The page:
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The wrath of God lies sleeping. It was hid a million years before men were and only men have power to wake it. Hell aint half full.
Set in the anarchic world opened up by America’s westward expansion, Blood Meridian by Cormac McCarthy is an epic and potent account of the barbarous violence that man visits upon man. Through the hostile landscape of the Texas–Mexico border wanders the Kid, a fourteen year-old Tennessean who is quickly swept up in the relentless tide of blood. But the apparent chaos is not without its order: while Americans hunt Indians – collecting scalps as their bloody trophies – they too are stalked as prey.
Since its first publication in 1985, Blood Meridian has been read as both a brilliant subversion of the Western novel and a blazing example of that form. Powerful, mesmerizing and savagely beautiful, it is established as one of the most important works in American fiction of the last century.
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McCarthy distances us not only from the historical past, not only from our cowboy-and-Indian images of it, but also revisionist theories that make white men the villains and Indians the victims. All men are unremittingly bloodthirsty here, poised at a peak of violence, the "meridian" from which their civilization will quickly fall.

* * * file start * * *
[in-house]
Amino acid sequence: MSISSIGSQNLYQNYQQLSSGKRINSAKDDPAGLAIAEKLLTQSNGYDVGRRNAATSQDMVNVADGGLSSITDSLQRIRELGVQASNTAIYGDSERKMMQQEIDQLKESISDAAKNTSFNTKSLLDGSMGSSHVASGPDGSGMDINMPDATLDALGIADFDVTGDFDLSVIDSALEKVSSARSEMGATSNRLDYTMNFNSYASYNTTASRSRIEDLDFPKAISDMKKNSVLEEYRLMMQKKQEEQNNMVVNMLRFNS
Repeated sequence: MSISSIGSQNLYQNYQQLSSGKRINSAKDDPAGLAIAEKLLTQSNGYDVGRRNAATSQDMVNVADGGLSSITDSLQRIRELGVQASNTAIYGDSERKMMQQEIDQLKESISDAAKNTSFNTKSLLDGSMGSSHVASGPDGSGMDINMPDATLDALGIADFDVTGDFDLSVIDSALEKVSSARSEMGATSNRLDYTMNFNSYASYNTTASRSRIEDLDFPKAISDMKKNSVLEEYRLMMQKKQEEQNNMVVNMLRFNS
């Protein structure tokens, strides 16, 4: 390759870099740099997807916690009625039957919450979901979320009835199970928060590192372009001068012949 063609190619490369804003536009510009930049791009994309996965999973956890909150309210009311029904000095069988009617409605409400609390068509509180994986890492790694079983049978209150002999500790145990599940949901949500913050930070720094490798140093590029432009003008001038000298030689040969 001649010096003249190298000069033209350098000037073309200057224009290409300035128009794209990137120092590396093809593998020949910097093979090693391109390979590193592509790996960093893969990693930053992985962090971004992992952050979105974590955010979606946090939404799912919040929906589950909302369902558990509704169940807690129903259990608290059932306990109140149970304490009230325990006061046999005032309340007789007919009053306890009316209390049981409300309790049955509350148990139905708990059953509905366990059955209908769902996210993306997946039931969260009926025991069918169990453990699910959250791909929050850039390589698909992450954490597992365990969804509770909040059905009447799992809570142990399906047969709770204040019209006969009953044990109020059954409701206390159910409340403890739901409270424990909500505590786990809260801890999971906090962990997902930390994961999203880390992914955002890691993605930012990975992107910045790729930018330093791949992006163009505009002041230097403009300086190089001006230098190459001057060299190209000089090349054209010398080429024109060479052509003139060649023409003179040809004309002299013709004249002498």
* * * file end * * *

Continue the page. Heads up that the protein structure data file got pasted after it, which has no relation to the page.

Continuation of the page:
New York Times Book Review
Blood Meridian is his masterpiece . . . An astonishing sanguinary epic dealing with the Indian wars of the 1840s in West Texas and Mexico . . . Unlike anything I have ever read in recent years, an extraordinary, breathtaking achievement.
John Banville, Observer
McCarthy's achievement is to establish a new mythology which is as potent and vivid as that of the movies, yet one which has absolutely the opposite effect . . . He is a great writer.